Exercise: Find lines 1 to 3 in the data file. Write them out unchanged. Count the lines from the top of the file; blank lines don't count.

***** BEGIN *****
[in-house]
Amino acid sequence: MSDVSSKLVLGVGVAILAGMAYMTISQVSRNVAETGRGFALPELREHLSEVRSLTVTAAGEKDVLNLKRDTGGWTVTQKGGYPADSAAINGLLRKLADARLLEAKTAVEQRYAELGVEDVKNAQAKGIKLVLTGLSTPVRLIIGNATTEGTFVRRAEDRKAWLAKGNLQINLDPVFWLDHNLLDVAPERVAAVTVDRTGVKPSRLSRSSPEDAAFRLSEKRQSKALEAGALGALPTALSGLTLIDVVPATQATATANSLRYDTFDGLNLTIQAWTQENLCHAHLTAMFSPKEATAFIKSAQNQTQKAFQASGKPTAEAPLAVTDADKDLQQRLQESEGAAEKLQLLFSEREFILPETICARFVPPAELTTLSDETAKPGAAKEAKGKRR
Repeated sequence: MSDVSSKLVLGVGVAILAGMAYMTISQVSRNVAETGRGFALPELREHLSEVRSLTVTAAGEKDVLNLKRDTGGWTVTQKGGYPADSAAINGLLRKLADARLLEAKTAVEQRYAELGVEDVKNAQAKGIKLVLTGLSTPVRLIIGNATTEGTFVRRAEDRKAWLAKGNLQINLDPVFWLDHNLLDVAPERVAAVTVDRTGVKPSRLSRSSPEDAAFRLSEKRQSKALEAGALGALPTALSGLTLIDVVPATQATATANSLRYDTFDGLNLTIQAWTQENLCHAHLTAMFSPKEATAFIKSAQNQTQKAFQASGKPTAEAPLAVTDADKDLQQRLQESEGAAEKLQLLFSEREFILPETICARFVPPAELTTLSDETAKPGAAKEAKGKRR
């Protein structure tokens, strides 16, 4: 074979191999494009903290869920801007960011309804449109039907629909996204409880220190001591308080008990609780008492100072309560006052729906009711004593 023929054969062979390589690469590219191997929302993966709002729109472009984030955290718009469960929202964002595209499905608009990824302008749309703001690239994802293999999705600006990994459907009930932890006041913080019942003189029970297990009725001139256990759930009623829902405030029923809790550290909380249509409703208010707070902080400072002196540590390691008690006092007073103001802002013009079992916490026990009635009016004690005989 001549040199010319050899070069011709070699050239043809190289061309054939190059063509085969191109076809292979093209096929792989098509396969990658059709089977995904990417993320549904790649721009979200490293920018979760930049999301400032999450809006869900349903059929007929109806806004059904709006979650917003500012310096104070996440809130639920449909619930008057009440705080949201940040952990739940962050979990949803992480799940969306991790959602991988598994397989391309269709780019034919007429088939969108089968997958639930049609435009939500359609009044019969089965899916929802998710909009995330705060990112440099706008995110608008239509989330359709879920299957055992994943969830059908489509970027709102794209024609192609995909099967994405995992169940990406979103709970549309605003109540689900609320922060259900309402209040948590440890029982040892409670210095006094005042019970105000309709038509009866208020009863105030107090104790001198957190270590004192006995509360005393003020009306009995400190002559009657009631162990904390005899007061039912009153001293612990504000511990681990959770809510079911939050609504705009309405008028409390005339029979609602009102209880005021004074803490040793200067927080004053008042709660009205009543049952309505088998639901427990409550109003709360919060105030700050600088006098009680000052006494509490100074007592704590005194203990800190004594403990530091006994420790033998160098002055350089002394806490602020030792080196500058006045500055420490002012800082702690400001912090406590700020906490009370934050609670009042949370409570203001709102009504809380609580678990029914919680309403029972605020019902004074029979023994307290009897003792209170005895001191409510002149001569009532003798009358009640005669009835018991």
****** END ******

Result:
[in-house]
Amino acid sequence: MSDVSSKLVLGVGVAILAGMAYMTISQVSRNVAETGRGFALPELREHLSEVRSLTVTAAGEKDVLNLKRDTGGWTVTQKGGYPADSAAINGLLRKLADARLLEAKTAVEQRYAELGVEDVKNAQAKGIKLVLTGLSTPVRLIIGNATTEGTFVRRAEDRKAWLAKGNLQINLDPVFWLDHNLLDVAPERVAAVTVDRTGVKPSRLSRSSPEDAAFRLSEKRQSKALEAGALGALPTALSGLTLIDVVPATQATATANSLRYDTFDGLNLTIQAWTQENLCHAHLTAMFSPKEATAFIKSAQNQTQKAFQASGKPTAEAPLAVTDADKDLQQRLQESEGAAEKLQLLFSEREFILPETICARFVPPAELTTLSDETAKPGAAKEAKGKRR
Repeated sequence: MSDVSSKLVLGVGVAILAGMAYMTISQVSRNVAETGRGFALPELREHLSEVRSLTVTAAGEKDVLNLKRDTGGWTVTQKGGYPADSAAINGLLRKLADARLLEAKTAVEQRYAELGVEDVKNAQAKGIKLVLTGLSTPVRLIIGNATTEGTFVRRAEDRKAWLAKGNLQINLDPVFWLDHNLLDVAPERVAAVTVDRTGVKPSRLSRSSPEDAAFRLSEKRQSKALEAGALGALPTALSGLTLIDVVPATQATATANSLRYDTFDGLNLTIQAWTQENLCHAHLTAMFSPKEATAFIKSAQNQTQKAFQASGKPTAEAPLAVTDADKDLQQRLQESEGAAEKLQLLFSEREFILPETICARFVPPAELTTLSDETAKPGAAKEAKGKRR